Bigger Brandon Better?

Brandon Cox talks to the media at the Wynfrey Hotel in Hoover.

Hoover, Ala.--A struggling offensive line, oft-injured tailbacks and a beat-up quarterback translated to an offense without personality in 2006. Still, with a masterful coaching job and exceptional special teams the Tigers pulled off an 11-2 record.

The Tigers may feature one of the better defenses in the league and in the country, but likely won't have the special teams luxury in 2007. With a loaded schedule full of national contenders and other capable teams it'll be up to Brandon Cox and the Auburn offense to lead the way to victory.

"In the LSU game I sprained my left knee and my left ankle," Cox explains. "In the Ole Miss game I busted my bursa sack in my right knee. You wouldn't think it, but throwing the ball has a lot to do with your lower body. Moving around avoiding sacks and running the offense was difficult just because I wasn't able to use my lower body. It really hurt us offensively because we ran maybe 70 percent of our offense. It was hard to win games doing that."


Tough guy Brandon Cox battled through Myasthenia Gravis early in his career and multiple injuries as a junior, but has managed to play through it all and looks to be headed for a strong senior season.

A healthy Cox had his best spring as a fifth-year senior and has looked ultra-sharp in summer voluntary workouts. Though not fat by any means, his weight is at an all-time high and his balls have more zip than ever.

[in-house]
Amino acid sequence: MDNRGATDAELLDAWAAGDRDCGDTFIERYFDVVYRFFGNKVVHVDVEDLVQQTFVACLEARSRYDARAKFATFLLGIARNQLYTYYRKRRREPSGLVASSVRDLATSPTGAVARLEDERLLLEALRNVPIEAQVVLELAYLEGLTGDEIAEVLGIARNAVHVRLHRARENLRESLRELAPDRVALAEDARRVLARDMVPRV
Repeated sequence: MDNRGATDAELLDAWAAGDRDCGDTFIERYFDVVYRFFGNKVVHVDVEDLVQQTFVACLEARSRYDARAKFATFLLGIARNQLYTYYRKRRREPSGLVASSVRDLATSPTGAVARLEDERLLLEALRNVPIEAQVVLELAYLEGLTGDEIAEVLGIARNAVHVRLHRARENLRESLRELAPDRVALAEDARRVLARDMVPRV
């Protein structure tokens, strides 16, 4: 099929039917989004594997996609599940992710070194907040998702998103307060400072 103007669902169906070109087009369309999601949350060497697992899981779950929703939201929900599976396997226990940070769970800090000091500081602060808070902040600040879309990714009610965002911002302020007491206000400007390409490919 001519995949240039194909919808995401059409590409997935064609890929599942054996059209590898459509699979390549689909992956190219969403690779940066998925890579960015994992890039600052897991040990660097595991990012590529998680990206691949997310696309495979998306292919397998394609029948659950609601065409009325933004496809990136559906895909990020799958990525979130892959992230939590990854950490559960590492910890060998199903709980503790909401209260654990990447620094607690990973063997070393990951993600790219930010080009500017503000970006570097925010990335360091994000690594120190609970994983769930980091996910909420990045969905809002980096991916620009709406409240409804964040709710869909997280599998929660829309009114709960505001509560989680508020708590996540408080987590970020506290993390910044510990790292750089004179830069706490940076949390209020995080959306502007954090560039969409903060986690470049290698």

"I started last year at about 205 and ended the season about 190 with all of the injuries," Cox says. "I'm about 210-215 right now. I have the strength back in my legs and that's helped with the arm strength."

Auburn, a traditional running football team, has a stable of running backs starting with Brad Lester and extending to Mario Fannin, Ben Tate and Tristan Davis. However, when the Tigers boasted the most successful offense in the league in 2004 and 2005 it was because of a combination of pounding the ball on the ground and spreading it out to the wideouts.

"We have a great group of backs that can run the ball and our passing game is basically to open up that running game," Cox explains. "With the talent we have at receiver--and we did it during the second half of spring--we started throwing the ball deep and loosening up the defense which opened up the field for our running backs. I think if I can stay healthy our receivers can make some plays we can throw the ball down field more than we have in the past, which will get our running game going."


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